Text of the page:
Iraqi-led forces clash with ISIS in push to free Christian town

Dramatic moments from the battle for Mosul
Dramatic moments from the battle for Mosul


    Dramatic moments from the battle for Mosul


Dramatic moments from the battle for Mosul 01:16

Story highlights

  • Forces exchange heavy gunfire with ISIS in Christian town of Qaraqosh
  • ISIS distributes leaflet telling Mosul residents to turn in SIM cards

Near Mosul, Iraq (CNN)In the push to free Mosul, Kurdish Peshmerga forces ideally wanted a political plan -- not just a military one -- to help retake the city from ISIS, Iraqi Kurdish President Massoud Barzani said.

"We would have loved to have a political plan along with a military plan, how to manage Mosul, how to administer Mosul, because Mosul has a variety of religions, with ethnicities," Barzani told CNN's Christiane Amanpour on Wednesday.
    Iraqi Kurds 'would have loved' political plan for Mosul
    Iraqi Kurds 'would have loved' political plan for Mosul


      Iraqi Kurds 'would have loved' political plan for Mosul


    Iraqi Kurds 'would have loved' political plan for Mosul 01:46
    But he acknowledged that having one probably "would have taken a longer time."
    The operation to free Mosul from two years of ISIS rule marks the first time Kurdish Peshmerga and Iraqi forces have fought against a common enemy, Barzani said.
    "We are looking for a good solution for Mosul," he said.
    But the battle to free Iraq's second-largest city could be marked with months of bloody fighting.

    Attempt to free Christian town

    On the road to Mosul, Iraqi-led forces have besieged a Christian town in an attempt to liberate it from ISIS control, but they are facing fierce resistance and exchanging heavy gunfire with militants, a paramilitary general told CNN.
    Exploring ISIS tunnels near Mosul
    Iraq Mosul ISIS tunnels Damon lkl _00020013


      Exploring ISIS tunnels near Mosul


    Exploring ISIS tunnels near Mosul 02:24
    Iraqi security forces, Peshmerga fighters and a Christian paramilitary group have forced ISIS fighters into the center of Qaraqosh, where airstrikes are pounding the militants, in apparent coalition support of the assault, Gen. Amr Shamoun from the Christian militia group said.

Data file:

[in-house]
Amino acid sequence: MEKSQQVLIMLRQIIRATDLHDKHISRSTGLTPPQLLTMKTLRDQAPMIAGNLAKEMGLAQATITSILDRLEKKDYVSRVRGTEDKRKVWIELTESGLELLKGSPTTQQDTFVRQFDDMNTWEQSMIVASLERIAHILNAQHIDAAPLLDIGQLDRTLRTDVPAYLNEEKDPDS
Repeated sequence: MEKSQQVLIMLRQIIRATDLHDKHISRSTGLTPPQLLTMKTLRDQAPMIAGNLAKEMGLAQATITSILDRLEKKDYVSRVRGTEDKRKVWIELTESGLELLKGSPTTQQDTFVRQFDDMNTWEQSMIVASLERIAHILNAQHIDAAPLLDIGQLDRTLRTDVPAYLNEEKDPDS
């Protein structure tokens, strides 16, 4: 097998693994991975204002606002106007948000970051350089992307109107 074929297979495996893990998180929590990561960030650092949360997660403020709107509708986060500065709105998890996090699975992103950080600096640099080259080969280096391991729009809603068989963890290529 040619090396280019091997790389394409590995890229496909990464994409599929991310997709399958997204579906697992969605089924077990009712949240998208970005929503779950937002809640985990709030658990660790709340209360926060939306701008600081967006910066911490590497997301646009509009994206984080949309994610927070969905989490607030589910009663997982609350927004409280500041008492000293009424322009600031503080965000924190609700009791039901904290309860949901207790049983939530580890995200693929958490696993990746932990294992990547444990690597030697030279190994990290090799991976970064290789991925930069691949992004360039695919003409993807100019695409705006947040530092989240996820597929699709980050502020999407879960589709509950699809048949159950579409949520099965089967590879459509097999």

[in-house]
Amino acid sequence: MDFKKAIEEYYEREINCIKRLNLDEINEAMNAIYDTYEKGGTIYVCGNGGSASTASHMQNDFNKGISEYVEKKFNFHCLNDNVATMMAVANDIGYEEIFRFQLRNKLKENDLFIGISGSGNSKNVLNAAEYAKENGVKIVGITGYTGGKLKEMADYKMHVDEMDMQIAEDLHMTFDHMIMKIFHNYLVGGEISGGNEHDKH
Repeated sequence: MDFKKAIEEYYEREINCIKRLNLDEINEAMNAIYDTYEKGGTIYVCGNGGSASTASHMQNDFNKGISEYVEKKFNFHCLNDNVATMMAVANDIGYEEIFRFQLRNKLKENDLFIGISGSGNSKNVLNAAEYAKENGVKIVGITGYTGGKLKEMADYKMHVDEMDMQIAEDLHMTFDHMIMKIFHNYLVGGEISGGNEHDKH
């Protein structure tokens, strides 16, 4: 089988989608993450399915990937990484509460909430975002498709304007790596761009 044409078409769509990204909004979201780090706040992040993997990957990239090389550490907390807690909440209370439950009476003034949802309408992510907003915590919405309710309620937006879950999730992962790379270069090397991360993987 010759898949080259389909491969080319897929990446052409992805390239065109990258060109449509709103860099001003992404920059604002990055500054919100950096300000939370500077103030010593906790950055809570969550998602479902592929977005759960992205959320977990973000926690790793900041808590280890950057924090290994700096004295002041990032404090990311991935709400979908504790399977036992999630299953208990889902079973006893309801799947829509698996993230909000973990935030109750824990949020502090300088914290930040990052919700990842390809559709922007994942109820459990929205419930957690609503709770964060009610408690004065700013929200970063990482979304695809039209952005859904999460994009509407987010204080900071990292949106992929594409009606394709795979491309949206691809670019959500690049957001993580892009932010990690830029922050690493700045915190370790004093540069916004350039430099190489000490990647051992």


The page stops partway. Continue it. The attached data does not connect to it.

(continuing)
It's the latest clash with ISIS militants in the coalition's aggressive push toward Mosul aimed at unshackling the strategic city from the terror group's brutal control.
    The operation has been complicated since ISIS apparently brought civilians into Qaraqosh, which was abandoned after militants took over in 2014.
    Part of Qaraqosh has already been liberated, Shamoun said.
    Qaraqosh is just one town coalition forces are trying to liberate. The Iraqi army's armored division is closing in on Mosul's fringes after sweeping through enemy-controlled land in two days, freeing communities village by village, the division's commander told CNN on Wednesday.

    Recent developments

    Lt. Gen. Qassim al-Maliki, commander of the Iraqi 9th armored division, told CNN that in two days:
    • The armored division has advanced; it is now three to four miles from the outskirts of Mosul.
    • Three brigades have liberated 13 villages to the north and northeast of Quwayr.
    • At least 50 ISIS militants and two Iraqi soldiers have been killed, and 25 soldiers injured.
    • Dozens of suicide vehicles and a large number of improvised explosive devices have been destroyed.

    Marching toward Mosul

    In the latest move to oust ISIS, Peshmerga forces launched a "large-scale operation" Thursday northeast of Mosul, the General Command of Peshmerga Forces of Kurdistan Region announced.
    According to a statement, the operation will be carried out on three fronts. The advance follows recent gains by Kurdish Peshmerga Forces in east Mosul and advances by Iraqi Security Forces in south Mosul.